Cabertnet Franc, a grape by any other name

We have had several discussions at Azo Vino around the types of grapes that are available in California.  One grape that is seeing limited, but very interesting growth and availability is the Cabernet Franc, also known as Bouchet, Breton, Carmenet, Grosse-Vidure.

In North America, this close cousin of Cabernet Sauvignon has adapted well to cooler areas, especially the northeast and Great Lakes regions. In particular, Long Island, with its maritime-moderated climate, has produced excellent Cabernet Franc.
With a climate similar to Bordeaux’s — and the successful presence of other Bordeaux cepages, like Cabernet Sauvignon and MerlotLong Island may be the best region in North America to emulate the style of real claret. In Canada, Cab Franc has progressed well on the Niagara Peninsula, as both a varietal wine and as a component of Bordeaux-type blends. Recent research has shattered long-held beliefs about the relationship between Cabernet Franc and Cabernet Sauvignon.

It now appears that Cabernet Sauvignon is actually the progeny of Cabernet Franc and Sauvignon Blanc, and not vice-versa, as previously believed. Nevertheless, Cabernet Franc takes a back seat to Cabernet Sauvignon everywhere that they grow side-by-side.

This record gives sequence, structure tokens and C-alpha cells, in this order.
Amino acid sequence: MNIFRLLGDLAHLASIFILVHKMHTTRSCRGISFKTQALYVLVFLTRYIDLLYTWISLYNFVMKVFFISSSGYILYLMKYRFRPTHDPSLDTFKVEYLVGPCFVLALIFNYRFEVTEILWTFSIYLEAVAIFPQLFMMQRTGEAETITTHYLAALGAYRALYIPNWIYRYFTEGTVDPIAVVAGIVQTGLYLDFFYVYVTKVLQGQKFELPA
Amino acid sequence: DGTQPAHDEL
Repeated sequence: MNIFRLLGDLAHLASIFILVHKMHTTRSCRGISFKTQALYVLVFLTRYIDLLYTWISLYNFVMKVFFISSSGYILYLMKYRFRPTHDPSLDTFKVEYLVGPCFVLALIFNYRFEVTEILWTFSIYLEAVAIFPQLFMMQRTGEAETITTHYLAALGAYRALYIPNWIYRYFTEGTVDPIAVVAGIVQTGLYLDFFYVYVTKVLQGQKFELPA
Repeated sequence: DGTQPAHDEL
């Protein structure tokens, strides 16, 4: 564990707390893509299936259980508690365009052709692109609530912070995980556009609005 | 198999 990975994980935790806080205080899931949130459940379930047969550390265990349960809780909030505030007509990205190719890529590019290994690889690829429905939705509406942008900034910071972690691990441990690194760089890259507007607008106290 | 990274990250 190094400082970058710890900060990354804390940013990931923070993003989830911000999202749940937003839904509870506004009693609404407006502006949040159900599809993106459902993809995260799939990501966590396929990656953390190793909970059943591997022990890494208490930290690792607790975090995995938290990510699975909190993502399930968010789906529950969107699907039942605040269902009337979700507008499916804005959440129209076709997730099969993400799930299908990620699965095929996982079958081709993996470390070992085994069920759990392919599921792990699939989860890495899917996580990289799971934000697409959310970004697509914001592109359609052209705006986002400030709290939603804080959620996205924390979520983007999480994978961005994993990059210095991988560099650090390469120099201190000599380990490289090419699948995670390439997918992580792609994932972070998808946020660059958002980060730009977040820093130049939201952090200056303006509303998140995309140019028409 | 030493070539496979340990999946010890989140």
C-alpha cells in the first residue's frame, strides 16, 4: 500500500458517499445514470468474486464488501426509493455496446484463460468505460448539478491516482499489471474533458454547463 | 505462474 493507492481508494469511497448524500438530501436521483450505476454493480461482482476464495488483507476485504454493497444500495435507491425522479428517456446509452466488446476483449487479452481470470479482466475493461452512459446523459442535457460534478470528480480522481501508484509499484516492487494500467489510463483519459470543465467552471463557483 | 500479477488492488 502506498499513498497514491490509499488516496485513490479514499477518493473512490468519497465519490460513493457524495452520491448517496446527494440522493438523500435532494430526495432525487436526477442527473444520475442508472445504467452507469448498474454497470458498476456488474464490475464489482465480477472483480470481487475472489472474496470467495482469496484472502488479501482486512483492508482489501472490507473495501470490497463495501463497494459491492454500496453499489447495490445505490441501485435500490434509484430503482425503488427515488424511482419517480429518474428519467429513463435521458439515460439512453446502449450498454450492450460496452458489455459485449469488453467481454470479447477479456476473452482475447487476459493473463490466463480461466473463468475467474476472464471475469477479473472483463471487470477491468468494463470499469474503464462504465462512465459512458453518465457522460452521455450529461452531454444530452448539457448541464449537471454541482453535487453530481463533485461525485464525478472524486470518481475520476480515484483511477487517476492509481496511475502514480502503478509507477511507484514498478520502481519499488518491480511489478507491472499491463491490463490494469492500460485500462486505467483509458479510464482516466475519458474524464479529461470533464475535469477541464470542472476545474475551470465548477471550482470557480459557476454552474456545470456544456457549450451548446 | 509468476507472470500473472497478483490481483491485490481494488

This secondary role does not diminish the importance of Cabernet Franc. The often overly austere and closed nature of Cabernet Sauvignon (particularly in youth) benefits from complementary varieties like Cabernet Franc, which can mitigate these hard, unpleasant qualities. Cab Franc tends to be less deeply pigmented, more obviously aromatic and fruity in youth, with suggestions of raspberries, violets, currants and herbs.

When blended with the more astringent Cabernet Sauvignon, this less tannic grape also allows some of Cabernet Sauvignon’s more reclusive charms to present themselves. The importance of this blending grape role has been understood for well over a century in the Cabernet Sauvignon-dominated wines of Bordeaux’s left bank. However, this was only a recent epiphany to most New World Cabernet specialists, such as those in California.

Wherever Cabernet Franc makes a solo appearance — as in the central Loire appellations of Chinon and Bourgueil — the grape (known there as Breton) makes leaner, fresher styles of Cabernet, designed for earlier consumption. In cooler regions, Cabernet Franc’s earlier ripening is a significant advantage over Cabernet Sauvignon, which may not fully ripen. It is this ecological factor that makes Cabernet Franc the preferred Cabernet in the shorter season of cool-climate vineyards.

At Azo Vino we offer a couple of locally grown Cabernet Francs for you to choose from, so please stop in and pick up a bottle.